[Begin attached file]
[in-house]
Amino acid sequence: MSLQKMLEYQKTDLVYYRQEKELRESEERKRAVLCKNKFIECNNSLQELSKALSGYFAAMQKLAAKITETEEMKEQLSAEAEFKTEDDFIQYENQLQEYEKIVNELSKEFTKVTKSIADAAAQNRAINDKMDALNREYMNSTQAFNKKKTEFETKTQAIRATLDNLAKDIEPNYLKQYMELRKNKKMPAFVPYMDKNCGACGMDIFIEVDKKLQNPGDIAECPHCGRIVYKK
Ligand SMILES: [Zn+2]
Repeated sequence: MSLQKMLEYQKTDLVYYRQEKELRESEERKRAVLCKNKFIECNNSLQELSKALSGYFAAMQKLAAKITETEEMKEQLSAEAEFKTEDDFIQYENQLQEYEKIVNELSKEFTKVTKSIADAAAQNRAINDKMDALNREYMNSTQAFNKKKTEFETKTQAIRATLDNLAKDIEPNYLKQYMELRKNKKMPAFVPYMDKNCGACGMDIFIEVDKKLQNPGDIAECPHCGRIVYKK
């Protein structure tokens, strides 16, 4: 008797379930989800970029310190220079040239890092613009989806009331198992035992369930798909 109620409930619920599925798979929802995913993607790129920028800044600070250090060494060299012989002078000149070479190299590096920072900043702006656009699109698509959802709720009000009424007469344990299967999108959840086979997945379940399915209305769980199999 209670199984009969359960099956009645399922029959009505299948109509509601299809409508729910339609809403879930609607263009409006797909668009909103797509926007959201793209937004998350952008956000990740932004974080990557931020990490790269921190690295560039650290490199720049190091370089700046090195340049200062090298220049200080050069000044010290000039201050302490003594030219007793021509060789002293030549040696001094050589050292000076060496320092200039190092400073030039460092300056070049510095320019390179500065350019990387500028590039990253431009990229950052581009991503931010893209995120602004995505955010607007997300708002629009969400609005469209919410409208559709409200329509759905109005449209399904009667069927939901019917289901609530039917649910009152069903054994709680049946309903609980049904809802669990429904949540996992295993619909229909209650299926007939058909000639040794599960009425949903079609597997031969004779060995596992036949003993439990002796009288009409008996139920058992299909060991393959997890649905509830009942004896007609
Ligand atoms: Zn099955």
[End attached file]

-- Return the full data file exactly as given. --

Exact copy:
[in-house]
Amino acid sequence: MSLQKMLEYQKTDLVYYRQEKELRESEERKRAVLCKNKFIECNNSLQELSKALSGYFAAMQKLAAKITETEEMKEQLSAEAEFKTEDDFIQYENQLQEYEKIVNELSKEFTKVTKSIADAAAQNRAINDKMDALNREYMNSTQAFNKKKTEFETKTQAIRATLDNLAKDIEPNYLKQYMELRKNKKMPAFVPYMDKNCGACGMDIFIEVDKKLQNPGDIAECPHCGRIVYKK
Ligand SMILES: [Zn+2]
Repeated sequence: MSLQKMLEYQKTDLVYYRQEKELRESEERKRAVLCKNKFIECNNSLQELSKALSGYFAAMQKLAAKITETEEMKEQLSAEAEFKTEDDFIQYENQLQEYEKIVNELSKEFTKVTKSIADAAAQNRAINDKMDALNREYMNSTQAFNKKKTEFETKTQAIRATLDNLAKDIEPNYLKQYMELRKNKKMPAFVPYMDKNCGACGMDIFIEVDKKLQNPGDIAECPHCGRIVYKK
């Protein structure tokens, strides 16, 4: 008797379930989800970029310190220079040239890092613009989806009331198992035992369930798909 109620409930619920599925798979929802995913993607790129920028800044600070250090060494060299012989002078000149070479190299590096920072900043702006656009699109698509959802709720009000009424007469344990299967999108959840086979997945379940399915209305769980199999 209670199984009969359960099956009645399922029959009505299948109509509601299809409508729910339609809403879930609607263009409006797909668009909103797509926007959201793209937004998350952008956000990740932004974080990557931020990490790269921190690295560039650290490199720049190091370089700046090195340049200062090298220049200080050069000044010290000039201050302490003594030219007793021509060789002293030549040696001094050589050292000076060496320092200039190092400073030039460092300056070049510095320019390179500065350019990387500028590039990253431009990229950052581009991503931010893209995120602004995505955010607007997300708002629009969400609005469209919410409208559709409200329509759905109005449209399904009667069927939901019917289901609530039917649910009152069903054994709680049946309903609980049904809802669990429904949540996992295993619909229909209650299926007939058909000639040794599960009425949903079609597997031969004779060995596992036949003993439990002796009288009409008996139920058992299909060991393959997890649905509830009942004896007609
Ligand atoms: Zn099955």